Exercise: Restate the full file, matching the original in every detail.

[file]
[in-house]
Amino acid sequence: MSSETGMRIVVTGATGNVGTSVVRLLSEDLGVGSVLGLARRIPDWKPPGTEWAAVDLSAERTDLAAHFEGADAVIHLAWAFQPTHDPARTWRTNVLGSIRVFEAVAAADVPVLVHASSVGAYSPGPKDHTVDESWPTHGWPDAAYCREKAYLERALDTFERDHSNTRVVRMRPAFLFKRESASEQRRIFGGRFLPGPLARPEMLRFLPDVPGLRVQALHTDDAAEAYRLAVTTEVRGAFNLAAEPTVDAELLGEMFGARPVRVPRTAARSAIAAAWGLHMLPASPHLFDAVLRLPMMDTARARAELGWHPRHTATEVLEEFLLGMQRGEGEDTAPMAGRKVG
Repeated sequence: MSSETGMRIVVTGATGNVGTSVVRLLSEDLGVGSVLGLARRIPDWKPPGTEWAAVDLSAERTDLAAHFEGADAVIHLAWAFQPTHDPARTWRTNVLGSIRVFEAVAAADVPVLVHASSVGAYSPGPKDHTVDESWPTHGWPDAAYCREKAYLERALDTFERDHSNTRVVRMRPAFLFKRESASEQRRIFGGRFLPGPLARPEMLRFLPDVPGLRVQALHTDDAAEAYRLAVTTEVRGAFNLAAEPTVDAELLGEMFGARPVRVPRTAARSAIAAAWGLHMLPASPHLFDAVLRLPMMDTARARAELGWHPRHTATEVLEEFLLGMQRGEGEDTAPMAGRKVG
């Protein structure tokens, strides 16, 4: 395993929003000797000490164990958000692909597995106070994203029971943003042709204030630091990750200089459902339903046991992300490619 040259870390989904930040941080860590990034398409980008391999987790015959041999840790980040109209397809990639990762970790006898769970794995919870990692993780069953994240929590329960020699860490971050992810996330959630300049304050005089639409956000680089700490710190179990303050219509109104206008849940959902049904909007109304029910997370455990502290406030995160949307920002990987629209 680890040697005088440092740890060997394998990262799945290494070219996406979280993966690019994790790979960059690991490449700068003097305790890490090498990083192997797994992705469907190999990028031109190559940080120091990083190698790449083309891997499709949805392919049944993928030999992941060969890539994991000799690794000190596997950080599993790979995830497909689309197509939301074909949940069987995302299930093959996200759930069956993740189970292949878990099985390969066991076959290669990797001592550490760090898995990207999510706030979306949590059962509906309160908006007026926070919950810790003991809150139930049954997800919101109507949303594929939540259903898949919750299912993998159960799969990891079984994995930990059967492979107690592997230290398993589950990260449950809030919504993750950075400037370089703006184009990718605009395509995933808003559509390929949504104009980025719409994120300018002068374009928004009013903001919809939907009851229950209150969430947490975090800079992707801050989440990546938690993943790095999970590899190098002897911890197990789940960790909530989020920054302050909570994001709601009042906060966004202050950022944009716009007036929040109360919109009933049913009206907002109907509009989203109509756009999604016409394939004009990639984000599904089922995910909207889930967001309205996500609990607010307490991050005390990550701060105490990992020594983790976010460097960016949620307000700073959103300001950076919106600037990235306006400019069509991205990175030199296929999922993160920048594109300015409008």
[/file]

[in-house]
Amino acid sequence: MSSETGMRIVVTGATGNVGTSVVRLLSEDLGVGSVLGLARRIPDWKPPGTEWAAVDLSAERTDLAAHFEGADAVIHLAWAFQPTHDPARTWRTNVLGSIRVFEAVAAADVPVLVHASSVGAYSPGPKDHTVDESWPTHGWPDAAYCREKAYLERALDTFERDHSNTRVVRMRPAFLFKRESASEQRRIFGGRFLPGPLARPEMLRFLPDVPGLRVQALHTDDAAEAYRLAVTTEVRGAFNLAAEPTVDAELLGEMFGARPVRVPRTAARSAIAAAWGLHMLPASPHLFDAVLRLPMMDTARARAELGWHPRHTATEVLEEFLLGMQRGEGEDTAPMAGRKVG
Repeated sequence: MSSETGMRIVVTGATGNVGTSVVRLLSEDLGVGSVLGLARRIPDWKPPGTEWAAVDLSAERTDLAAHFEGADAVIHLAWAFQPTHDPARTWRTNVLGSIRVFEAVAAADVPVLVHASSVGAYSPGPKDHTVDESWPTHGWPDAAYCREKAYLERALDTFERDHSNTRVVRMRPAFLFKRESASEQRRIFGGRFLPGPLARPEMLRFLPDVPGLRVQALHTDDAAEAYRLAVTTEVRGAFNLAAEPTVDAELLGEMFGARPVRVPRTAARSAIAAAWGLHMLPASPHLFDAVLRLPMMDTARARAELGWHPRHTATEVLEEFLLGMQRGEGEDTAPMAGRKVG
């Protein structure tokens, strides 16, 4: 395993929003000797000490164990958000692909597995106070994203029971943003042709204030630091990750200089459902339903046991992300490619 040259870390989904930040941080860590990034398409980008391999987790015959041999840790980040109209397809990639990762970790006898769970794995919870990692993780069953994240929590329960020699860490971050992810996330959630300049304050005089639409956000680089700490710190179990303050219509109104206008849940959902049904909007109304029910997370455990502290406030995160949307920002990987629209 680890040697005088440092740890060997394998990262799945290494070219996406979280993966690019994790790979960059690991490449700068003097305790890490090498990083192997797994992705469907190999990028031109190559940080120091990083190698790449083309891997499709949805392919049944993928030999992941060969890539994991000799690794000190596997950080599993790979995830497909689309197509939301074909949940069987995302299930093959996200759930069956993740189970292949878990099985390969066991076959290669990797001592550490760090898995990207999510706030979306949590059962509906309160908006007026926070919950810790003991809150139930049954997800919101109507949303594929939540259903898949919750299912993998159960799969990891079984994995930990059967492979107690592997230290398993589950990260449950809030919504993750950075400037370089703006184009990718605009395509995933808003559509390929949504104009980025719409994120300018002068374009928004009013903001919809939907009851229950209150969430947490975090800079992707801050989440990546938690993943790095999970590899190098002897911890197990789940960790909530989020920054302050909570994001709601009042906060966004202050950022944009716009007036929040109360919109009933049913009206907002109907509009989203109509756009999604016409394939004009990639984000599904089922995910909207889930967001309205996500609990607010307490991050005390990550701060105490990992020594983790976010460097960016949620307000700073959103300001950076919106600037990235306006400019069509991205990175030199296929999922993160920048594109300015409008």